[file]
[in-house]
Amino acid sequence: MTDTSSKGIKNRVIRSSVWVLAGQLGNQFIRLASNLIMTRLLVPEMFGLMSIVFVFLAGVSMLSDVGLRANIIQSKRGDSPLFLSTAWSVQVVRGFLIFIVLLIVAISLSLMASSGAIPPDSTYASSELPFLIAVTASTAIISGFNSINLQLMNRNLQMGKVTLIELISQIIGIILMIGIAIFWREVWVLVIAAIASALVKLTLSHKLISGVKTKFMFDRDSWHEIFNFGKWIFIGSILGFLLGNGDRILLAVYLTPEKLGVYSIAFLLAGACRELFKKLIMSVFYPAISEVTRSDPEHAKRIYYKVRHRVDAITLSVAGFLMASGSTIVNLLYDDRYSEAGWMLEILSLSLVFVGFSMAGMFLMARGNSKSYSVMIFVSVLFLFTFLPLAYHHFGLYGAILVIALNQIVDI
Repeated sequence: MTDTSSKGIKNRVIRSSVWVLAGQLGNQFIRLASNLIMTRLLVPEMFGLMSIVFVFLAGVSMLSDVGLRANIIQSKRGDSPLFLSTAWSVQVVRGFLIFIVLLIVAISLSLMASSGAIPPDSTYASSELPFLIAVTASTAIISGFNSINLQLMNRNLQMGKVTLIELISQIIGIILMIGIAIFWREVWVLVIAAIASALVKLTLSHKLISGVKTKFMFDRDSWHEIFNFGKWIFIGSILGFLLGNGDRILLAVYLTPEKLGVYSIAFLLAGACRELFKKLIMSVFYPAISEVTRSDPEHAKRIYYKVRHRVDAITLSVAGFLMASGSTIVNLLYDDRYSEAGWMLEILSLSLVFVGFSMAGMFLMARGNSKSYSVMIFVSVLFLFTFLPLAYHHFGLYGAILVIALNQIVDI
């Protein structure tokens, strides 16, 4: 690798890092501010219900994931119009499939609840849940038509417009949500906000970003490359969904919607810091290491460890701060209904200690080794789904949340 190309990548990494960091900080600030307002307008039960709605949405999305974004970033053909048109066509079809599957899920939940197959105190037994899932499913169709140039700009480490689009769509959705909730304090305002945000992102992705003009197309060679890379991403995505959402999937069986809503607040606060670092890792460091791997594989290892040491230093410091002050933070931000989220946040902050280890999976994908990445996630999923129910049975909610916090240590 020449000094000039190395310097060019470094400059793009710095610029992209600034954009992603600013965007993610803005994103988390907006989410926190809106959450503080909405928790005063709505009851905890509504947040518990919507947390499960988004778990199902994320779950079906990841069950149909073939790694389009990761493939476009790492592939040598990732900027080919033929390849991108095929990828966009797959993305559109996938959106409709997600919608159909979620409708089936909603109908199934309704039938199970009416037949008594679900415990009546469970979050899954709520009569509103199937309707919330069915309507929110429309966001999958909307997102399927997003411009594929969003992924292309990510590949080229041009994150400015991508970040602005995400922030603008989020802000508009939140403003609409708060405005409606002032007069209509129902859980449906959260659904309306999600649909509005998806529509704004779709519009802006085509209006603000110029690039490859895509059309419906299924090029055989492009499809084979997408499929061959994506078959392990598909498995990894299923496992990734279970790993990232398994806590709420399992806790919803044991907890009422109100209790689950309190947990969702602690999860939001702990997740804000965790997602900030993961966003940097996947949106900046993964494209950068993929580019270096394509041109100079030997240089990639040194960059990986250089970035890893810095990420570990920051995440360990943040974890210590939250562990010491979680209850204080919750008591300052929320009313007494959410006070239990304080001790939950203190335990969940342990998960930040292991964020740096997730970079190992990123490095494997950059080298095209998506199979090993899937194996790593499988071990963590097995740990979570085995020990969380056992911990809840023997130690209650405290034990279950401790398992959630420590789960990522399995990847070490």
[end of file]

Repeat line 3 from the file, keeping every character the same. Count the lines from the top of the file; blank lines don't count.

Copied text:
Repeated sequence: MTDTSSKGIKNRVIRSSVWVLAGQLGNQFIRLASNLIMTRLLVPEMFGLMSIVFVFLAGVSMLSDVGLRANIIQSKRGDSPLFLSTAWSVQVVRGFLIFIVLLIVAISLSLMASSGAIPPDSTYASSELPFLIAVTASTAIISGFNSINLQLMNRNLQMGKVTLIELISQIIGIILMIGIAIFWREVWVLVIAAIASALVKLTLSHKLISGVKTKFMFDRDSWHEIFNFGKWIFIGSILGFLLGNGDRILLAVYLTPEKLGVYSIAFLLAGACRELFKKLIMSVFYPAISEVTRSDPEHAKRIYYKVRHRVDAITLSVAGFLMASGSTIVNLLYDDRYSEAGWMLEILSLSLVFVGFSMAGMFLMARGNSKSYSVMIFVSVLFLFTFLPLAYHHFGLYGAILVIALNQIVDI